There’s nothing glamorous about mental illness. And we’re nowhere near prepared for the epidemic they say is just around the corner.

The crowd is our domain « Overland literary journal: “In her article ‘Driven to distraction’ (Overland 199), Cate Kennedy critiques contemporary internet culture from the perspective of the creative writer. While not opposed to the internet as such, Kennedy seeks to demonstrate that Web 2.0 technologies and the activities they facilitate (such as social networking, blogging and video-sharing) are rendering us permanently impatient, disinhibited yet isolated and unable to concentrate. Kennedy finds these effects, which centre on the pursuit of immediacy at the cost of profundity, and the conquest of time and space at the expense of substance, to be the inverse of the disposition required for creative activity.”

The man in charge of the sound system was from an eco-farm, he told me, and had been trying to play “politically right on reggae”; however a crowd in which the oldest person was maybe seventeen took over the crucial jack plug, inserted it into a Blackberry, (iPhones are out for this demographic) and pumped out the dubstep.

Young men, mainly black, grabbed each other around the head and formed a surging dance to the digital beat lit, as the light failed, by the distinctly analog light of a bench they had set on fire.

Any idea that you are dealing with Lacan-reading hipsters from Spitalfields on this demo is mistaken.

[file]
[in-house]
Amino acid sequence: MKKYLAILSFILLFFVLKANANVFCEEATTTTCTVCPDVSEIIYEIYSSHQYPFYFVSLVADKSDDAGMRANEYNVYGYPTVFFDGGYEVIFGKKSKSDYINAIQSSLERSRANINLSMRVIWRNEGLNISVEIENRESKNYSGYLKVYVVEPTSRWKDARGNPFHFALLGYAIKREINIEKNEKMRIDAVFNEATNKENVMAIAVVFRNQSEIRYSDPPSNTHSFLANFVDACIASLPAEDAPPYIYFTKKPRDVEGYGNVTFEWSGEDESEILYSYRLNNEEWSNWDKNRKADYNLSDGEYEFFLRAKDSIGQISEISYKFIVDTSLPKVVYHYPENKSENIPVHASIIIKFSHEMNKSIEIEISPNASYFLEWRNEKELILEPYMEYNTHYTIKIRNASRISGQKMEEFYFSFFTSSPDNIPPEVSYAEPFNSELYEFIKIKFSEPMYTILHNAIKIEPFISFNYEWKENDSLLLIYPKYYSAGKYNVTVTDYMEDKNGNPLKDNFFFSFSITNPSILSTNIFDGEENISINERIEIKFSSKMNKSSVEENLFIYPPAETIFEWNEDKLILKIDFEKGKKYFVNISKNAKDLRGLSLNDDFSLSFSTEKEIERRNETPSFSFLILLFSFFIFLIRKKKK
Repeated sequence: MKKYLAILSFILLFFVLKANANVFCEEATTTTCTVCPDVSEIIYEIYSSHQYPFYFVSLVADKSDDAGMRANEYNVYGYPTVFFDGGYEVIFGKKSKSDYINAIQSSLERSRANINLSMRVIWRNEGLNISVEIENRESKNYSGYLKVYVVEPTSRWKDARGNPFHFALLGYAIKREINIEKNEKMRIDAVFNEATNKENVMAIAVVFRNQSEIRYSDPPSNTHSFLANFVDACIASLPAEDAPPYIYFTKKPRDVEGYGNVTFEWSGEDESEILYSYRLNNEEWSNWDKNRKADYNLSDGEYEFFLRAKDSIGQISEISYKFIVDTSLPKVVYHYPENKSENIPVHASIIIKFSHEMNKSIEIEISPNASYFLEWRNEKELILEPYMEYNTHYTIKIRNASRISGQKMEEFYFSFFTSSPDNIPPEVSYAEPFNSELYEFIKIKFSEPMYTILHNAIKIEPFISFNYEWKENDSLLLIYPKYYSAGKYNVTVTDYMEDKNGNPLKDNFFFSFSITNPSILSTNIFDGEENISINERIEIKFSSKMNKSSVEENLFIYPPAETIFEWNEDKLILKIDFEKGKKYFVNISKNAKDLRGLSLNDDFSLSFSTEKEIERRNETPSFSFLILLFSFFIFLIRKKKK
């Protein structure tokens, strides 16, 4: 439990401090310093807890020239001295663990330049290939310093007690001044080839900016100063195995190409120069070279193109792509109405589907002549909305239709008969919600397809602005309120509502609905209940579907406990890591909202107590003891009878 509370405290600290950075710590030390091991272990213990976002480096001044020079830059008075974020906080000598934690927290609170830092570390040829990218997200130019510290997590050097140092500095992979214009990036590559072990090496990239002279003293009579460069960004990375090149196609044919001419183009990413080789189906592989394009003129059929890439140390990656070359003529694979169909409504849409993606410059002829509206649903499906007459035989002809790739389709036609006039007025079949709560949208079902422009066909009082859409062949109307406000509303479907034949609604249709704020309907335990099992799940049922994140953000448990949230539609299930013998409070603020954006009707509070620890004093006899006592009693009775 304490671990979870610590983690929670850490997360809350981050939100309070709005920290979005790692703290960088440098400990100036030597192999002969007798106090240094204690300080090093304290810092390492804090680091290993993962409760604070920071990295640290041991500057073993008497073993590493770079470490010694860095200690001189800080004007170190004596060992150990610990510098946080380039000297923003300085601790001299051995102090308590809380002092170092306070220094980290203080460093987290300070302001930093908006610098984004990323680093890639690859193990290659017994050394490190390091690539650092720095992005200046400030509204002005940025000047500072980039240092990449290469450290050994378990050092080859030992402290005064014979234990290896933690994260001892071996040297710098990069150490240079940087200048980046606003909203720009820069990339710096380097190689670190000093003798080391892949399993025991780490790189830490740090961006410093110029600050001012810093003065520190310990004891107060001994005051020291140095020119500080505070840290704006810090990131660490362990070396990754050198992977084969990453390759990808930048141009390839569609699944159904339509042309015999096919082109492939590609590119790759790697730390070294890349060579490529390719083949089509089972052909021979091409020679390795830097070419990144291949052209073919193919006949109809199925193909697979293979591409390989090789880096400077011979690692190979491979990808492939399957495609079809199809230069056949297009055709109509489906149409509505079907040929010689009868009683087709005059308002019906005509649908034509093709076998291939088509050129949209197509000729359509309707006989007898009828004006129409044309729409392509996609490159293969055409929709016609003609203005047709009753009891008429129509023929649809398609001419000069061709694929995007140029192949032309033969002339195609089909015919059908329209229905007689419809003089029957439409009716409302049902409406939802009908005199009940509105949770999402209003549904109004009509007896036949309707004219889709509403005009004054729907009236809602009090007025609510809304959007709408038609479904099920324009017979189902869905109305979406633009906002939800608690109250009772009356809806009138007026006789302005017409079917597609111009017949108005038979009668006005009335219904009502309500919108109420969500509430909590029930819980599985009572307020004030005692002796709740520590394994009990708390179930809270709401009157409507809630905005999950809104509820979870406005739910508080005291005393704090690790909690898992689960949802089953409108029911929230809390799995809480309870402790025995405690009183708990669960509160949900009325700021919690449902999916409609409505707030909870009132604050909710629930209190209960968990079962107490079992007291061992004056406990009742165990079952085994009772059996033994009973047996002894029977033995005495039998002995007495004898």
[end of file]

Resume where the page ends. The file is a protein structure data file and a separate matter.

I’ve long had a gear fetishist streak. I spent a five grand inheritance on a miniDV camera when I was at uni, and it’s still sitting on my desk 6 years later. I’ve had various boxes running Linux, Windows and OS X at different times, and I only recently threw out a shoe box full of mini disks from when I used to do community radio. That said, I’ve recently been trying to cut my kit down to the minimum necessary to get by.

Part of it is a desire to be able to pack my life into a bag and hit the road, part of it is a desire to have everything I need in one place. It’s a paring down of my identity to its core, a sense that I’m not function of where I live and what I own, I’m a function of what I can do right now, with the tools I’m carrying. Anyone can own 50 pairs of sneakers, the challenge is to own exactly the right pair. Anyone can own a towering computer, but you have to know yourself well to be able to do your work / writing / film making / art with something that’s exactly the right size.

In the 50s and 60s, there are five people at the centre working very hard, miserably trying to write a book and around them there are 95 people more or less having fun,” Greif explains. “In the hipster culture the people at that centre aren’t necessarily producing art, they’re actually working in advertising, marketing and product placement. These were once embarrassing jobs. Now it’s meaningful in this world to say that you sell sneakers, at a high level. Why do people hate hipsters?